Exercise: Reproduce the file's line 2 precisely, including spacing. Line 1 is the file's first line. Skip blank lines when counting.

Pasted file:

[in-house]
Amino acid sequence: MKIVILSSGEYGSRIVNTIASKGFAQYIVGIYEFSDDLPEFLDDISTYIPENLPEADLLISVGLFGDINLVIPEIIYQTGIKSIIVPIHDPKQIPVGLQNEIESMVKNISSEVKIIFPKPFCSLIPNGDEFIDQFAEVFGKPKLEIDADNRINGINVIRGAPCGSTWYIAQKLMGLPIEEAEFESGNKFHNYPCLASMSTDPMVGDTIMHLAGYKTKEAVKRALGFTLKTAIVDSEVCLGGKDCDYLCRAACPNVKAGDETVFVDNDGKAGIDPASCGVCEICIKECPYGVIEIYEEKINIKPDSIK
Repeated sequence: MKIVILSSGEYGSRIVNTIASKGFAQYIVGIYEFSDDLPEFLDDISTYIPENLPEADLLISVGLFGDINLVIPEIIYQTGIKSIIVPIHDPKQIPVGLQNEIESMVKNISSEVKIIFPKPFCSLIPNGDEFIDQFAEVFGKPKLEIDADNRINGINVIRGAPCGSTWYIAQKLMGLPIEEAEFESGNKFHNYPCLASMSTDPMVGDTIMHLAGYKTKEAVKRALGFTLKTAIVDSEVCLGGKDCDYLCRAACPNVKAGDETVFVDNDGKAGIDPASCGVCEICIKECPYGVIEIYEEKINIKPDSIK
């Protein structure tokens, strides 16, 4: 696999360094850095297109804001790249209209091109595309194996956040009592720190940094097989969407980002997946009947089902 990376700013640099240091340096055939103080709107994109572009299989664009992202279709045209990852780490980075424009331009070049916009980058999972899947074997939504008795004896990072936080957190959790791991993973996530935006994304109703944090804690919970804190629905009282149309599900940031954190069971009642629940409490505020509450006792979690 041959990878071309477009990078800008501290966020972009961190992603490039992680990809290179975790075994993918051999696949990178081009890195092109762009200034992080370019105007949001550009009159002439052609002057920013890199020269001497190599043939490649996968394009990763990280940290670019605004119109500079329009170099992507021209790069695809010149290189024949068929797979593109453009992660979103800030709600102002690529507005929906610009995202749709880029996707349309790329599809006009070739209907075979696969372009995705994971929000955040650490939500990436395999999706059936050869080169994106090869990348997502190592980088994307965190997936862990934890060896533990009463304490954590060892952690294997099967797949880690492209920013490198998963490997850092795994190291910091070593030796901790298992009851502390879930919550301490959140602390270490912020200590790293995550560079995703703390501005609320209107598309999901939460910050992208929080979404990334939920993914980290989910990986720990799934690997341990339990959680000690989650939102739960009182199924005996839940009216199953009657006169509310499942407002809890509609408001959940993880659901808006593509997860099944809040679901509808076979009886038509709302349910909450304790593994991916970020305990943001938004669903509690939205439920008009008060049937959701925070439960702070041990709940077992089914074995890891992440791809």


Amino acid sequence: MKIVILSSGEYGSRIVNTIASKGFAQYIVGIYEFSDDLPEFLDDISTYIPENLPEADLLISVGLFGDINLVIPEIIYQTGIKSIIVPIHDPKQIPVGLQNEIESMVKNISSEVKIIFPKPFCSLIPNGDEFIDQFAEVFGKPKLEIDADNRINGINVIRGAPCGSTWYIAQKLMGLPIEEAEFESGNKFHNYPCLASMSTDPMVGDTIMHLAGYKTKEAVKRALGFTLKTAIVDSEVCLGGKDCDYLCRAACPNVKAGDETVFVDNDGKAGIDPASCGVCEICIKECPYGVIEIYEEKINIKPDSIK